Madadh Richey, Brandeis University
What is a “monster”? For most Americans, this word sparks images of haunted houses and horror movies: scary creations, neither human nor animal, and usually evil.
But it can be helpful to think about “monsters” beyond these knee-jerk images. Ever since the 1990s, humanities scholars have been paying close attention to “monstrous” bodies in literature: characters whose appearance challenges common ideas about what’s normal.
Biblical scholars like me have followed in their footsteps. The Bible is full of monsters, even if they’re not Frankenstein or Bigfoot, and these characters can teach important lessons about ancient authors, texts and cultures. Monsterlike characters – even human ones – can convey ideas about what’s considered normal and good or “deviant,” disturbing and evil.
Sometimes, monsters’ bodies are depicted in ways that reflect racist or sexist stereotypes about “us” versus “them.” Literary theorist Jack Halberstam, for example, has written about how Dracula and other vampires reveal antisemitic symbolism – even on Count Chocula cereal boxes. Such images often draw on antisemitic tropes that have been around for centuries, portraying Jewish people as shadowy, bloodsucking parasites.
Biblical monsters are no less revealing. In the Book of Judges, for example, the judge Ehud confronts the grotesque Moabite king Eglon, who is fatally fat and dies in an explosion of his own feces when a sword gets stuck in his stomach – though most modern translations render this a bit more chastely: “[Eglon’s] fat closed over [Ehud’s] blade, and the hilt went in after the blade – for he did not pull the dagger out of his belly – and the filth came out.”
In describing Eglon, the text also teaches Israelites how to think about their Moabite neighbors across the Jordan River. Like their emblematic king, Moabites are portrayed as excessive and disgusting – but ridiculous enough that Israelite heroes can defeat them with a few tricks.
Figures like Eglon and the famous Philistine giant Goliath, who battles the future King David, offer opportunities for biblical authors to subtly instruct readers about other groups of people that the authors consider threatening or inferior.
But the Bible sometimes draws a relatable human character and then inserts twists, playing with the audience’s expectations.
In my own recent work, I have suggested that this is exactly what’s going on with the Book of Job. In this mostly poetic book of the Bible, “The Satan” claims that Job acts righteously only because he is prosperous and healthy. God grants permission for the fiend to test Job by causing his children to be killed, his livestock to be stolen and his body to break out in painful boils.
Job is then approached by three friends, who insist that he must have done something to prompt this apparent punishment. He spends the rest of the book debating with them about the cause of his torment.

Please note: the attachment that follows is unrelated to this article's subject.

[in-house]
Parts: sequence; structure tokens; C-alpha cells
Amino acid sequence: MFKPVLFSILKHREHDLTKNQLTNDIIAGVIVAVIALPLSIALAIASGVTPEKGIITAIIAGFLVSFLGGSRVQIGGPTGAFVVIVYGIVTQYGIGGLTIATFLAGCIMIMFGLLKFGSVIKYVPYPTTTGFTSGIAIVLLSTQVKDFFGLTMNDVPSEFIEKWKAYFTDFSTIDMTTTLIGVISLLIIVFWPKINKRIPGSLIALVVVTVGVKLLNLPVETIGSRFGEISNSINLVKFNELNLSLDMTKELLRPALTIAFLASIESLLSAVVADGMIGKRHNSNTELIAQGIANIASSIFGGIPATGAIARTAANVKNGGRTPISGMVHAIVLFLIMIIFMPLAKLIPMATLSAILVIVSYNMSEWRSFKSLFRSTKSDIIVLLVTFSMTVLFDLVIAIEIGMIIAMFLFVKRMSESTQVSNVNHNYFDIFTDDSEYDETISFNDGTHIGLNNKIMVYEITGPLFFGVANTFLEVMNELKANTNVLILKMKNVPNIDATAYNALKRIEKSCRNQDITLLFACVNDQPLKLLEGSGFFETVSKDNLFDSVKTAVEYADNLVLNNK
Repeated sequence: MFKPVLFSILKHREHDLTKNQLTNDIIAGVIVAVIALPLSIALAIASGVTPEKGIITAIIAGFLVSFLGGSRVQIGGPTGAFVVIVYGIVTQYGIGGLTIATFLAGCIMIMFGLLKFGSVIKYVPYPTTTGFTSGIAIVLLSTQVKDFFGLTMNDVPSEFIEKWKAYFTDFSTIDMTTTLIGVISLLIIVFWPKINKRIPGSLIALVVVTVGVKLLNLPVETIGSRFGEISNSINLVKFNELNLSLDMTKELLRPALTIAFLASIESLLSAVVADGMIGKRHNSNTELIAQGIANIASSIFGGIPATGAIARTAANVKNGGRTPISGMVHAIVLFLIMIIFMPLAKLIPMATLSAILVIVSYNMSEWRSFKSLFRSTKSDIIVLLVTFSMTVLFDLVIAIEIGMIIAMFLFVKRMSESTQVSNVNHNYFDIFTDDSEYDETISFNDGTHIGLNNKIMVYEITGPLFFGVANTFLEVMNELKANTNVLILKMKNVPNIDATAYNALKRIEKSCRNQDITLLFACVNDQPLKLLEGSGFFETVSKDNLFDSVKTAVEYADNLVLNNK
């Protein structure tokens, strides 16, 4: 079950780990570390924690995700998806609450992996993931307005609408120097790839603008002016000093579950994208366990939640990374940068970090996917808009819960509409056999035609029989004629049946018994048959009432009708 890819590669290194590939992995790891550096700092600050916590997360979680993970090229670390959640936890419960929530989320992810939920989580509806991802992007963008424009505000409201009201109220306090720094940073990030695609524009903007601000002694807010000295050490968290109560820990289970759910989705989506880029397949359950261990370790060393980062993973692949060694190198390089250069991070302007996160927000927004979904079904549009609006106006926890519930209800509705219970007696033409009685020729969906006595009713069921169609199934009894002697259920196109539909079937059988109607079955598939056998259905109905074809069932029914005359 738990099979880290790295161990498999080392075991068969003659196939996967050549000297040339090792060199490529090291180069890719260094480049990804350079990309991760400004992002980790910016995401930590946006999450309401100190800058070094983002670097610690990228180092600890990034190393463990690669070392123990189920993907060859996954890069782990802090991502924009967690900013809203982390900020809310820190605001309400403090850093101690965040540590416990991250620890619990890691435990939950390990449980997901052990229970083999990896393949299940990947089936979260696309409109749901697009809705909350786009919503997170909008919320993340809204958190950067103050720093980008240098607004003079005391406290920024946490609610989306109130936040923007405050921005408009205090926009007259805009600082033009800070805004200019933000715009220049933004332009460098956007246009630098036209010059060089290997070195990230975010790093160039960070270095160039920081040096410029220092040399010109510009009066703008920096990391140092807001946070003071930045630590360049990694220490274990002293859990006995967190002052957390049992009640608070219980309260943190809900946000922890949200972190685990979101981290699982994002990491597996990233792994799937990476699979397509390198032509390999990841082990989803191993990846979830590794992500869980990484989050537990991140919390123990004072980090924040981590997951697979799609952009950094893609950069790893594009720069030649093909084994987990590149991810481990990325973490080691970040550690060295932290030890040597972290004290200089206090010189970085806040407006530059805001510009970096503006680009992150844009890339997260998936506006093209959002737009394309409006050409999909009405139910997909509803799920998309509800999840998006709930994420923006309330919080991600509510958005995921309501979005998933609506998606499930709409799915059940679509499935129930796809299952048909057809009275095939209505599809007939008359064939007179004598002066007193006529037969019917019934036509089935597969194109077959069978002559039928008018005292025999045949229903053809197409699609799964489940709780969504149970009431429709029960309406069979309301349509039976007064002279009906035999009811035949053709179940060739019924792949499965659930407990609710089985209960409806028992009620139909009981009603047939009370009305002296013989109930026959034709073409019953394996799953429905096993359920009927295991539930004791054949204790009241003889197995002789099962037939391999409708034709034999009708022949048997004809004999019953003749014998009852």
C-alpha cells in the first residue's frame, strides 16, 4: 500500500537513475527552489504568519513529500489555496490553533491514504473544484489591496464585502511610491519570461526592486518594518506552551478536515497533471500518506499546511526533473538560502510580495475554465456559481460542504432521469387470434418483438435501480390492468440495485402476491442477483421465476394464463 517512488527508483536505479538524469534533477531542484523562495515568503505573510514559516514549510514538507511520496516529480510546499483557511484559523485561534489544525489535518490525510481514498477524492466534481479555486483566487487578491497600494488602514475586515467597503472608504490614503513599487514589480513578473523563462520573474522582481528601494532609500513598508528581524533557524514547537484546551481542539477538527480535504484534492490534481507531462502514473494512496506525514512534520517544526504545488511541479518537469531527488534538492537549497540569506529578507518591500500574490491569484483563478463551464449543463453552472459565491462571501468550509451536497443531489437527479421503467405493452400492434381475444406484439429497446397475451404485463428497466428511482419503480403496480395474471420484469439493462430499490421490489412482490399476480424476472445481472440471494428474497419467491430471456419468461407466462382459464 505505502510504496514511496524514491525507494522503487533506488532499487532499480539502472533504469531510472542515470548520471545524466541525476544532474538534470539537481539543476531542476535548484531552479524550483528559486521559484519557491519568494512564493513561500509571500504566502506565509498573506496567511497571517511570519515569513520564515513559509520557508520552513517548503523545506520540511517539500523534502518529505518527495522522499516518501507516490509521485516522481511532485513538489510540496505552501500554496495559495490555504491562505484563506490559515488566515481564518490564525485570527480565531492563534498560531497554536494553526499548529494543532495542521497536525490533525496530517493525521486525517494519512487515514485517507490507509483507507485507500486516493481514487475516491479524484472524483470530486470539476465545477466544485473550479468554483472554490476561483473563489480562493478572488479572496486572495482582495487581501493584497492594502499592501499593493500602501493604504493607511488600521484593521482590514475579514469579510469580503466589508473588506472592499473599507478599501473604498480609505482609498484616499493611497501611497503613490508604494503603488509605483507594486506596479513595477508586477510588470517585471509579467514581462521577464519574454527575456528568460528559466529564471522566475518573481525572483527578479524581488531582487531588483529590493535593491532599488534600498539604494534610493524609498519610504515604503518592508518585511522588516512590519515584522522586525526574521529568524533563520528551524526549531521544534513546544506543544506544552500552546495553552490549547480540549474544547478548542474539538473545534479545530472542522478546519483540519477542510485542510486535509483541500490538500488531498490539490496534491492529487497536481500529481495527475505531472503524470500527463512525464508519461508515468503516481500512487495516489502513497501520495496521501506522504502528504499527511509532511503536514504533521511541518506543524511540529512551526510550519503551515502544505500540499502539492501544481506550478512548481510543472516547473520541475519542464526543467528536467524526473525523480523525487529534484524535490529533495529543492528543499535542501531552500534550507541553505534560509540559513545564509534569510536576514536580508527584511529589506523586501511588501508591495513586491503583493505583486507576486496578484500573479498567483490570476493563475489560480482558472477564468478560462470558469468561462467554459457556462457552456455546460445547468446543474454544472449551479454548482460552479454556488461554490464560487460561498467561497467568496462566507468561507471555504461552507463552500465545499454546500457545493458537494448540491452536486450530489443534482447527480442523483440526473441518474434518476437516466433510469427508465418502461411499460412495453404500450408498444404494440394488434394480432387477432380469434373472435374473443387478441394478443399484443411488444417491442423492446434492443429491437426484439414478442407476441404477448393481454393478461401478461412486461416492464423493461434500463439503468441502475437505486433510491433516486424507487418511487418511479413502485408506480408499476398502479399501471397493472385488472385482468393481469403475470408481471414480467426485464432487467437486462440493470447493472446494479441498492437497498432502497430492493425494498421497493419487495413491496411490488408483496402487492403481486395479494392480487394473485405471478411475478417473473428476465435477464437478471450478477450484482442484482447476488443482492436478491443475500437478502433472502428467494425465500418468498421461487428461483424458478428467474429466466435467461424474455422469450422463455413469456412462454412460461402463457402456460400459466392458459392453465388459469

The book is full of monsters and already a familiar topic in monster studies. In chapters 40-41, God boasts about two superanimals that he has created, called Leviathan and Behemoth. A mysterious, possibly maritime monster called Rahab appears twice. Both Job and his friends refer to vague nighttime visions that terrify them.
And of course there’s another “monster,” too: Job’s test is instigated by “the Satan.” Later in history, this figure became the archfiend of Jewish and Christian theology. In the Book of Job, though, he’s simply portrayed as a crooked minion, a shifty member of God’s heavenly court.
But I’d argue there’s another “monster” hiding in plain sight: the man at the center of it all. As biblical scholars like Rebecca Raphael and Katherine Southwood have pointed out, Job’s body is central to the book’s plot.
Job stoically tolerates Satan’s attacks on his livestock and even his children. It is only after the second attack, which produces “a severe inflammation on Job from the sole of his foot to the crown of his head,” that he lets out a deluge of complaints.
To illustrate his suffering, Job repeatedly describes his bodily decay with macabre, gruesome images: “My skin, blackened, is peeling off me. My bones are charred by the heat.” And, “My flesh is covered with maggots and clods of earth; My skin is broken and festering.”
Job’s body is so transformed that he, too, can be seen as a “monster.” But while Job might think that the deity prefers ideal human bodies, this is not necessarily the case.
In the book’s telling, God sustains unique, extraordinary monsters who would seem, at first glance, to be evil or repellent – but actually serve as prime examples of creation’s wonder and diversity. And it is Satan, not God, who decides to test Job by afflicting him physically.
Some books in the Bible indeed view monsters as simplistic, inherently evil “others.” The prophet Daniel, for example, has visions of four hybrid beasts, including a winged lion and a multiheaded leopard. These were meant to symbolize threatening ancient empires that the chapter’s author despised.
The Book of Job does something radical by pushing against this limited view. Its inclusive viewpoint portrays the “monstrous” human as a sympathetic character who has his place in a diverse, chaotic world – challenging readers’ preconceptions today, just as it might have thousands of years ago.
Madadh Richey, Assistant Professor of Hebrew Bible, Brandeis University
This article is republished from The Conversation under a Creative Commons license. Read the original article.